actively growing alfalfa for control of emerged weeds. Roundup Ultra® must be applied to actively growing weeds to be effective, but will also kill any actively growing alfalfa plants it contacts. Sencor ®, Lexone, and Sinbar® can only be applied in dor-mant, established alfalfa stands.

For more information concerning herbi. Chemical and non-chemical control measures for forage insect management. Factors influencing alfalfa stand longevity are being investigated through funding received from the WSARE Chapter 1 program. An extensive survey is being conducted throughout Montana and one site was visited in fall in Yellowstone County.

Seedlings of direct-seeded crops are more vulnerable to damage — get a head start against flea beetles and other pests by using transplants.

Weed control. To reduce potential feeding sites in the spring, control weeds, especially those in the brassica family, and distance any garden flowers you are growing that are in the same family.

Row covers. Weeds affect alfalfa stands in different ways during the various stages of alfalfa production: prior to establishment, in the seedling stage, and in established stands. Figure 1. Flixweed (Descurainia sophia), an annual mustard, infestation in alfalfa.

These late winter weeds are relatively easy to control with several post-emergence herbicides. Pests such as insects, diseases, and weeds can lead to poor stands.

Herbicides and insecticides may be used to control some of the pests. Selecting varieties with resistance to diseases and insects is the best assurance for control. For information concerning pest control. Management of forage insect pests is aimed primarily at the alfalfa weevil and the potato leafhopper in alfalfa.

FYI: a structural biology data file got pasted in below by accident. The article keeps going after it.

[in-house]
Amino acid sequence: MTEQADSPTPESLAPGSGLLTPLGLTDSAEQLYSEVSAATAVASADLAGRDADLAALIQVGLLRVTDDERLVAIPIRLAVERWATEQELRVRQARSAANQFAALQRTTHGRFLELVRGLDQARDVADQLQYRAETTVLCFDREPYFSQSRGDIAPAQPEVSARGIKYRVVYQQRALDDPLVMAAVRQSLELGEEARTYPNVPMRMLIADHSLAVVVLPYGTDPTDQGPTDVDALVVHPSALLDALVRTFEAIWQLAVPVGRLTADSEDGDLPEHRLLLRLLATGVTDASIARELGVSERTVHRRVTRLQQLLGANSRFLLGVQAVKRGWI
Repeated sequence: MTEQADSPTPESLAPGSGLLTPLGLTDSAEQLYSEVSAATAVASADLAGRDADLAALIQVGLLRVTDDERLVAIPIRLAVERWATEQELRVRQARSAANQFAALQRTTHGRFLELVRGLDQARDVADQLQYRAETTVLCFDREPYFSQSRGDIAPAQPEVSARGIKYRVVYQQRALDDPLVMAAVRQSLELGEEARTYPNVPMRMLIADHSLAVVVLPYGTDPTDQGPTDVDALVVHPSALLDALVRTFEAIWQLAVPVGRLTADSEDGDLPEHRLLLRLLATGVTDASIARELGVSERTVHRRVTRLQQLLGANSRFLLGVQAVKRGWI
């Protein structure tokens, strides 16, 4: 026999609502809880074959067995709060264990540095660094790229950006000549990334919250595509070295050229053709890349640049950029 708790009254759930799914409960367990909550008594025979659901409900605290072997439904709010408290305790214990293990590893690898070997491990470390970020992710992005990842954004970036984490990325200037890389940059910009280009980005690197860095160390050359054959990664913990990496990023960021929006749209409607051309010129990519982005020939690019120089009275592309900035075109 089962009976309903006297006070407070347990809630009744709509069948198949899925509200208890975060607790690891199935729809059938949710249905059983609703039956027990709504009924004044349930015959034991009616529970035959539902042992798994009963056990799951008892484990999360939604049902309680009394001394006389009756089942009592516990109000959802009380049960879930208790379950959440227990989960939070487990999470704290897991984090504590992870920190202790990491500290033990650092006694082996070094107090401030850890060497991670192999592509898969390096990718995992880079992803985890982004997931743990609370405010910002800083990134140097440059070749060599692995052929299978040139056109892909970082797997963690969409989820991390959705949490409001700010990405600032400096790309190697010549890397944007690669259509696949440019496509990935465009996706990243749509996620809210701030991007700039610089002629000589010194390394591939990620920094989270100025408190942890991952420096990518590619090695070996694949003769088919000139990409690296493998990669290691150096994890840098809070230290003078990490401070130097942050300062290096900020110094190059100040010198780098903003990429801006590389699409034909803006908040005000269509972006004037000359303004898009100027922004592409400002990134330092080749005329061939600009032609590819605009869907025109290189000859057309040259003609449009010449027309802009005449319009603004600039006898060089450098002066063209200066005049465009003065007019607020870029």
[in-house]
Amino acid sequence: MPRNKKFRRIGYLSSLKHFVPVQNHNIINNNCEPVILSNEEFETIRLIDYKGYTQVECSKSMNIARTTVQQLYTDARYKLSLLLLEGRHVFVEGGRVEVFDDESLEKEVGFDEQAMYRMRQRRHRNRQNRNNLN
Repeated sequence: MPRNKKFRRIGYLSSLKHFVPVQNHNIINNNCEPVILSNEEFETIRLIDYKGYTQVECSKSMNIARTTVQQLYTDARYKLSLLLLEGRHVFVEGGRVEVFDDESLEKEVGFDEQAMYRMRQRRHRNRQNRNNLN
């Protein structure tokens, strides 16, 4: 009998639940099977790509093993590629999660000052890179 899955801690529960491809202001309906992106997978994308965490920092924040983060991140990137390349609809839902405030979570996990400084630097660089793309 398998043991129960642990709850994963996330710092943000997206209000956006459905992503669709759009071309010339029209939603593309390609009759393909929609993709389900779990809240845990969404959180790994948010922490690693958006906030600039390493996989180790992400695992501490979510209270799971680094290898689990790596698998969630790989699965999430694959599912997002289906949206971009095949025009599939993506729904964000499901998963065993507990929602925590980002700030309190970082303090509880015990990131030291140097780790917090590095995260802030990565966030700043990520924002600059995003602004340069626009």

Other insect pests of forages are minor in comparison and must be dealt with on a field-by-field basis. Economic injury levels for the potato leafhopper and the alfalfa weevil are fairly well established.

E The Armyworm and the Army Cutworm, August E Integrated Pest Management of Alfalfa Weevil in North Dakota, July E Blister Beetles, August Soil fertility and pH: The recommended soil pH for alfalfa is to Forage grasses and clovers should have a pH of or above. The minimum or critical soil phosphorus level for forage legumes is 30 ppm Mehlich-3 and for grasses 20 ppm Mehlich The critical soil potassium level is ppm for most of our soils.

Check herbicide history. Effect of autotoxicity on alfalfa stands when alfalfa is seeded (a) immediately following alfalfa plowdown, (b) 4 weeks later, and (c) after 1 year.

b c a 0 weeks 2 weeks 4 weeks fall-killed after corn number of plants/ft 2 0 10 20 30 40 50 0 weeks 2 weeks 4 weeks fall-killed after corn yield (% of check variety) 0 20 40 60 80 plowed no-till.Southwestern: Most alfalfa stands overwintered well; however those on heavy soils and in low-lying areas may have suffered winter injury.

New seedings and annual forage acres are expected to increase this year in response to weather conditions over and As of May 27th, alfalfa weevils had reached 1st instar.Department of Entomology W.

Waters Hall Old Claflin Place Kansas State University Manhattan KS fax [email protected]